Teens and parents looking for the latest fashion trends or back-to-school specials are likely to notice something else new at Westfield Horton Plaza: three posters with warnings about the dangers of underage drinking.
The colorful posters feature students from Hoover High School, all members of the mid-city Latino Youth Council. The posters, located on the first and second floor directory kiosks, as well as in the food court of the mall, contain messages developed by the students. The advertising space was donated by Westfield Horton Plaza and the posters will be on display until mid-November.
“The Latino Youth Council is instrumental in our efforts to make San Diego residents healthy and safe,” said Chairman Ron Roberts, County Board of Supervisors, at the unveiling of the posters. “Using places like the mall to highlight prevention messages directed at parents and youth during the back-to-school season is a smart way for local youth to help drive community change.”
The 12-member, 7-year-old teen group is part of Social Advocates for Youth, one of many organizations the County funds to work on substance abuse prevention issues.
The posters, which the teens designed and volunteered themselves as models send parents and youths a simple but powerful message: alcohol and other drugs can be dangerous.
“We want to change the perception that alcohol and drugs are fun and safe,” said Luis Rivera, 16 and a junior at Hoover High.
“We’re hoping the posters will be an opportunity for parents and youth to talk about underage drinking,” added Luis, who has been a member of the Latino Youth Council for the past 18 months.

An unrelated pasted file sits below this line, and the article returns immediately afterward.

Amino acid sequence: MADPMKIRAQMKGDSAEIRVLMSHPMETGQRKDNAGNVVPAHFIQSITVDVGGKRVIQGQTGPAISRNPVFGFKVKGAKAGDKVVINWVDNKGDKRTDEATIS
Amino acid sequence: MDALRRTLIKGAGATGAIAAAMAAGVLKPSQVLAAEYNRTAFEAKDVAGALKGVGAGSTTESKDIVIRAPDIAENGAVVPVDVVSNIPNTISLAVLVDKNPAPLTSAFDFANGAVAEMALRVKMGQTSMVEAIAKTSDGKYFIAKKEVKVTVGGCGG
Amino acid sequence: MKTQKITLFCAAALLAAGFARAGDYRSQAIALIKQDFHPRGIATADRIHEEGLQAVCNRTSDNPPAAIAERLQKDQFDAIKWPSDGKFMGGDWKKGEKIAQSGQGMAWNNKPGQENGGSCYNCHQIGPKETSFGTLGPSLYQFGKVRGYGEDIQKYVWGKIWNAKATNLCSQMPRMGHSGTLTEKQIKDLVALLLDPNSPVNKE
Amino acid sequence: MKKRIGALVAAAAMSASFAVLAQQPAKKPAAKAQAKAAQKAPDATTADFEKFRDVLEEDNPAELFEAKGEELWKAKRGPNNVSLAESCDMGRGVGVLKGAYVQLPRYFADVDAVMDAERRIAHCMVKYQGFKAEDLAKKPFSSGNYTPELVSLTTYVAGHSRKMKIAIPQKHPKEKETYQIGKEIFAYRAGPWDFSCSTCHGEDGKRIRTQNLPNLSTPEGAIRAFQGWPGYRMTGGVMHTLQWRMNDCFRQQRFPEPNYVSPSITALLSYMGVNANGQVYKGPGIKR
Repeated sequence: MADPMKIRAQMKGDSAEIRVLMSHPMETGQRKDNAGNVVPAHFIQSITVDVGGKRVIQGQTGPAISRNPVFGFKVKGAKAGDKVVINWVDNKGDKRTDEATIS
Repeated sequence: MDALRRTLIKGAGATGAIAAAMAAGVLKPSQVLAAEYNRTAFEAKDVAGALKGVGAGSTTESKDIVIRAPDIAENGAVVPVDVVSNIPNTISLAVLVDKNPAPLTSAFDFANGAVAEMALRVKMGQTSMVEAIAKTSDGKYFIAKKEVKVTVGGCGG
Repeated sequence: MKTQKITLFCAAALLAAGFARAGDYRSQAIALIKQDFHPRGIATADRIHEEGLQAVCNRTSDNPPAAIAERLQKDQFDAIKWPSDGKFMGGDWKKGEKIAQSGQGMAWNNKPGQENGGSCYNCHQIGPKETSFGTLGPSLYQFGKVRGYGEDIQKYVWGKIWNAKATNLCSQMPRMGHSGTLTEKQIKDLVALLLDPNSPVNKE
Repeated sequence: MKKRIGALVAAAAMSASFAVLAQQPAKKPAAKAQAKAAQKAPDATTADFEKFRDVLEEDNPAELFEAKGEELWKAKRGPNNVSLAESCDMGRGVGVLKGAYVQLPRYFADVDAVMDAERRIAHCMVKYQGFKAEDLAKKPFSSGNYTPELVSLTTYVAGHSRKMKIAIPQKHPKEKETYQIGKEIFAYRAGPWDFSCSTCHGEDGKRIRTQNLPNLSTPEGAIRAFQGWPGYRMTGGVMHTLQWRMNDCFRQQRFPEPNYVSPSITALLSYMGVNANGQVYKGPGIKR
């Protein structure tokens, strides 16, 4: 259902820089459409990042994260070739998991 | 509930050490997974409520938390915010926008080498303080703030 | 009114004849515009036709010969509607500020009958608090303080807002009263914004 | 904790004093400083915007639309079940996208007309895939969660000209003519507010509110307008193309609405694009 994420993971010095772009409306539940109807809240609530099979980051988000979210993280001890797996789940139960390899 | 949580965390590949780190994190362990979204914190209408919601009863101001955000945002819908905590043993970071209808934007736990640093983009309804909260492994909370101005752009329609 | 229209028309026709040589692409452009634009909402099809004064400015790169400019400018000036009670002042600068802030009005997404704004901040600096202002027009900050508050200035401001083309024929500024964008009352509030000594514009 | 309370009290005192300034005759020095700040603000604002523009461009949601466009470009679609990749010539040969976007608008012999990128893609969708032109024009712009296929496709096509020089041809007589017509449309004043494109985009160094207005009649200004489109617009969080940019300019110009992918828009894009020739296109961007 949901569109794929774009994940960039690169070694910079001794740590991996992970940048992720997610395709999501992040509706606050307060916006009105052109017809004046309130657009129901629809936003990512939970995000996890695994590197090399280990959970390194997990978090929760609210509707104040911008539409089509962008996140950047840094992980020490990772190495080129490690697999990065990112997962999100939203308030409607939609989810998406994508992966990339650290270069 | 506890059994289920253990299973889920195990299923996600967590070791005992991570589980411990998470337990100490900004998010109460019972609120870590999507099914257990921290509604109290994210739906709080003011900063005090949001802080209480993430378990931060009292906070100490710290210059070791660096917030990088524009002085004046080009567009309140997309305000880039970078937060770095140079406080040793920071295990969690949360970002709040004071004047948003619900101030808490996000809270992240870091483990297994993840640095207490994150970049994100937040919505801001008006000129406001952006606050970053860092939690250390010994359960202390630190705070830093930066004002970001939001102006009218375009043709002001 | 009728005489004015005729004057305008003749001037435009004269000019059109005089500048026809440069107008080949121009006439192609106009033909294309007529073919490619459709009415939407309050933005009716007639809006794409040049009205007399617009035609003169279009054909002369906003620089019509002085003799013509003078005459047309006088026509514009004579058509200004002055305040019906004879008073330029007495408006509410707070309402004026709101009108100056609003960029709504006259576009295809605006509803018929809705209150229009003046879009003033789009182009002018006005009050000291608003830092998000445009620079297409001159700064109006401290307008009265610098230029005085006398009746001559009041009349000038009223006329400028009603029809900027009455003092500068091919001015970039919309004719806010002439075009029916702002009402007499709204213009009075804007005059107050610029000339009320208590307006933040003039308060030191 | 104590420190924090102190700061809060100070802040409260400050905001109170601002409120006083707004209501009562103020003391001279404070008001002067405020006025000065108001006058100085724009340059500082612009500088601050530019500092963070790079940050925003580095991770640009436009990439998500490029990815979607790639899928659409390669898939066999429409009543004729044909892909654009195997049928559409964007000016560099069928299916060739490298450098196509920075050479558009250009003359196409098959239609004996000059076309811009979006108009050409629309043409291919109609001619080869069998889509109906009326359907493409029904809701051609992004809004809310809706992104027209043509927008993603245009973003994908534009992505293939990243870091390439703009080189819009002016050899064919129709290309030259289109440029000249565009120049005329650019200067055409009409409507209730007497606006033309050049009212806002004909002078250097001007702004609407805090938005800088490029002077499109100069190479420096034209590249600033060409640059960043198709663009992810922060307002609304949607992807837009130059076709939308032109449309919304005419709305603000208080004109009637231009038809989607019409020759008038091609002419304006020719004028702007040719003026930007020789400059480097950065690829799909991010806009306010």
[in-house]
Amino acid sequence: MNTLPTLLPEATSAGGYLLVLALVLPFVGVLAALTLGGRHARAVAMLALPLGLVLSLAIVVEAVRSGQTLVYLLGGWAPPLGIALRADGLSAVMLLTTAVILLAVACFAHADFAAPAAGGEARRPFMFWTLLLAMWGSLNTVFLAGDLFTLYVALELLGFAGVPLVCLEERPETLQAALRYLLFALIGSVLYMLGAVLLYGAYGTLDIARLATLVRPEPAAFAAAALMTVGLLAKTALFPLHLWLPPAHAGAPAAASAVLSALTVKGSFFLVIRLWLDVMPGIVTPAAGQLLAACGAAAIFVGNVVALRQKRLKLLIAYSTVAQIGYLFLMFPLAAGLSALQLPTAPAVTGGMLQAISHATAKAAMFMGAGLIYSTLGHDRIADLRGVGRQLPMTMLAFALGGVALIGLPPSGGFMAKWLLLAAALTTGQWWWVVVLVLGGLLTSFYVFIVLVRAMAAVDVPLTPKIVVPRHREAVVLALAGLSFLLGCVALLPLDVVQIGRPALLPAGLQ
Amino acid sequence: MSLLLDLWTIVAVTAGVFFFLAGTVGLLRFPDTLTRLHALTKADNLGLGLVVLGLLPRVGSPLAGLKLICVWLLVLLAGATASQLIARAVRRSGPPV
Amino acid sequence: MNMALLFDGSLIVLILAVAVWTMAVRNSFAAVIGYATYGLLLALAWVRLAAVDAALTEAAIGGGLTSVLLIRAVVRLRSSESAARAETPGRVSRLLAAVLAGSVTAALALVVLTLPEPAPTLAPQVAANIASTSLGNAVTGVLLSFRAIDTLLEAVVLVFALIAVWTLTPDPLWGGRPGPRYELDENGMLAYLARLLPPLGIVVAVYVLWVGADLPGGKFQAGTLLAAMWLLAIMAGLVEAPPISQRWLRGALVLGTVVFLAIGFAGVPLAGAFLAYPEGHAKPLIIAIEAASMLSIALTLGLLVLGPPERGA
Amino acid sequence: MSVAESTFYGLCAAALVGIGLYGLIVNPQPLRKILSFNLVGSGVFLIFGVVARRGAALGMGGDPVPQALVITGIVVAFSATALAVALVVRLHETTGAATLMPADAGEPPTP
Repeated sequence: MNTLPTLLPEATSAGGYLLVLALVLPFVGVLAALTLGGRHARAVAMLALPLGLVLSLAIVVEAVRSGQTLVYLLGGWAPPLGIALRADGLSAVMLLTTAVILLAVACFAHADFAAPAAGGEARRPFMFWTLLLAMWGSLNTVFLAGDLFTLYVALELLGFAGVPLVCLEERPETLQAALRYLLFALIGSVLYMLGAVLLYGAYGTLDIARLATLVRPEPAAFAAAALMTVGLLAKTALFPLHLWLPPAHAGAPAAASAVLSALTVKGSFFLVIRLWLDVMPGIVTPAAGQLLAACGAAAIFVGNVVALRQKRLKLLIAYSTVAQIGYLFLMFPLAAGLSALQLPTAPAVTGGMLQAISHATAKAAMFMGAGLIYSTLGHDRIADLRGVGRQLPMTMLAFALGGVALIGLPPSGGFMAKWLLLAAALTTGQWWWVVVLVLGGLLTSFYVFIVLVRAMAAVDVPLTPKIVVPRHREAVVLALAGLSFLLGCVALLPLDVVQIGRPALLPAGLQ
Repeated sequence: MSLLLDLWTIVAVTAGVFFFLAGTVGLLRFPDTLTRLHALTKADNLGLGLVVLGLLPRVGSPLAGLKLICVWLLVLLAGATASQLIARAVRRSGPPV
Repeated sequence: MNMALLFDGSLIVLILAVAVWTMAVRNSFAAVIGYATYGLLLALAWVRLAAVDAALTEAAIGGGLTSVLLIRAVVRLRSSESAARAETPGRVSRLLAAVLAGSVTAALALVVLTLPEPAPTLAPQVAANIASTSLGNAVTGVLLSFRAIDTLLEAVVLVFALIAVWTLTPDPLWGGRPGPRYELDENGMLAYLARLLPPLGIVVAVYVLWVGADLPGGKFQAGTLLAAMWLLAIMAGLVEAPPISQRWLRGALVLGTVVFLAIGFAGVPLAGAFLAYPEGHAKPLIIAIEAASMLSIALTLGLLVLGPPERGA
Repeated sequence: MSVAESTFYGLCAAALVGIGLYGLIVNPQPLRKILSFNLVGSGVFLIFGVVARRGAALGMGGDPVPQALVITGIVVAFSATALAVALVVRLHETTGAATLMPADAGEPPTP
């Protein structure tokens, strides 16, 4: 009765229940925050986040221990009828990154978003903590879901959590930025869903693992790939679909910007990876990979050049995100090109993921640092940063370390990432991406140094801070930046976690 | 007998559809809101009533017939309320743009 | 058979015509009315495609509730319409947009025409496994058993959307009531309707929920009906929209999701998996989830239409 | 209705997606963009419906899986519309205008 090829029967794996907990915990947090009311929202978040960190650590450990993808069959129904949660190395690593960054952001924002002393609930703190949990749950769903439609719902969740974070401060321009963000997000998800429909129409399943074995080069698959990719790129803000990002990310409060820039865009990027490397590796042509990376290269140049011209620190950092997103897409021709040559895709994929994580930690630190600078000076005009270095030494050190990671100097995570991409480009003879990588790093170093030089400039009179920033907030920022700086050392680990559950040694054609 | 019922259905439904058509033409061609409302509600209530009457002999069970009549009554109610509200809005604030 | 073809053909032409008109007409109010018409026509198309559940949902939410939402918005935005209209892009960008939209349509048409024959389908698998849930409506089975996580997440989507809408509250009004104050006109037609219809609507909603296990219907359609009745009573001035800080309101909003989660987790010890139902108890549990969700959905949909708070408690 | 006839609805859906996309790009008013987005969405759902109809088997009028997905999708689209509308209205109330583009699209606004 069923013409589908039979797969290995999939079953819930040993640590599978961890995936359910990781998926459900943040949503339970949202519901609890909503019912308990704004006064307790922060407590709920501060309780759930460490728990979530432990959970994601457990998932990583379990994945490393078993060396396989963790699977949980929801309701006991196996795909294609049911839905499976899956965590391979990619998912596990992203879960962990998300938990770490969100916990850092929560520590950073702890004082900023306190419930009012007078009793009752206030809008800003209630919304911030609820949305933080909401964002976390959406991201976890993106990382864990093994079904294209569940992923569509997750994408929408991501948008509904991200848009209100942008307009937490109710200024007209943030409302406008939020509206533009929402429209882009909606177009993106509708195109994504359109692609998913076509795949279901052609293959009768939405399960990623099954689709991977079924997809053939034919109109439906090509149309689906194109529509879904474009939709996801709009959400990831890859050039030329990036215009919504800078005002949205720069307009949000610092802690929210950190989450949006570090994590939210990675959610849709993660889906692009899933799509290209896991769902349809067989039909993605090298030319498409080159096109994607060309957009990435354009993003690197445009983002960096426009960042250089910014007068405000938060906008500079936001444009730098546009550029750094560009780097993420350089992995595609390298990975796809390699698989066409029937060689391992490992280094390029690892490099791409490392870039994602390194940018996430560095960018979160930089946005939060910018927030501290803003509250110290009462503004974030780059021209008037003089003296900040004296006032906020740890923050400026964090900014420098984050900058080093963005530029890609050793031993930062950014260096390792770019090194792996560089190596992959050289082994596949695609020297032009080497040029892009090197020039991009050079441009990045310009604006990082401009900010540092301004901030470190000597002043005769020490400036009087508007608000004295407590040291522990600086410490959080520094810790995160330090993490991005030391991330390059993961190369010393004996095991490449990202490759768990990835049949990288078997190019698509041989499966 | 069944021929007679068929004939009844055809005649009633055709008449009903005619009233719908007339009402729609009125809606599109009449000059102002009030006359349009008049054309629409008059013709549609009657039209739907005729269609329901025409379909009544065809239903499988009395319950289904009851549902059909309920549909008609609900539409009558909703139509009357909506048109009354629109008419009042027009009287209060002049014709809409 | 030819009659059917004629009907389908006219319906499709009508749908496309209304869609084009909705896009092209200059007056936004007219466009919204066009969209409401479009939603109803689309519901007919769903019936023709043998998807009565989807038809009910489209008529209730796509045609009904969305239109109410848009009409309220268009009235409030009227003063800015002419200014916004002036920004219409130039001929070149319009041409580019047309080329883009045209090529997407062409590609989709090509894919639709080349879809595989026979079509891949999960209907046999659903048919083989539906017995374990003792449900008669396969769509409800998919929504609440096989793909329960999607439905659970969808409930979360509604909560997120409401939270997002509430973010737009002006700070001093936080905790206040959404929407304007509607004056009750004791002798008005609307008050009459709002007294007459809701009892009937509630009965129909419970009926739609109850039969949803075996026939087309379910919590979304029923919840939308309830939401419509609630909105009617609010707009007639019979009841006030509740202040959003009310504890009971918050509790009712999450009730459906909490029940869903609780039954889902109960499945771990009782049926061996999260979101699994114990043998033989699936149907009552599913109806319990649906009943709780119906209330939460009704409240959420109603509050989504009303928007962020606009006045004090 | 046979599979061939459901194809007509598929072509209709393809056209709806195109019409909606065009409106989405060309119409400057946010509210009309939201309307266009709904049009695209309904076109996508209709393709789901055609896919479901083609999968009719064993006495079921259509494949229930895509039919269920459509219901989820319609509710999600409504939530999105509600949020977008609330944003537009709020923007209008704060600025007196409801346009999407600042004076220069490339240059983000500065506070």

Research has shown that parents can play an important role in reducing underage drinking just by being involved in their children’s lives.
“Parents are a powerful tool when it comes to underage drinking,” added Judith Uriostegui, also 16, a junior at Hoover High, and a member of the group. “Teens drink because they see it as an escape and alcohol is easy to get.”
The students hope parents and other teens consider the startling statistics contained in their posters:
- Children who do not feel close to a parent are twice as likely to drink
- Teens who start drinking before the age of 15 are four times more likely to become alcoholics
- Regular teen drinking may shrink the area of the brain that controls learning, memory and decision making
Advertisers and marketers, the students say, are constantly bombarding teens and encouraging them to drink. Luis and Judith hope teens don’t give into peer pressure and the fallacy that the only way to have fun is to drink or use drugs.
“You don’t have to drink to have fun,” said Luis.
He and Judith choose not to associate with teens who drink or use drugs but are aware that both activities take place in their school and community. Instead, they said, they choose to get involved in activities that have a positive impact in their community.
“We are having fun without drinking,” Luis added. “And if we can do it, other teens can do it.”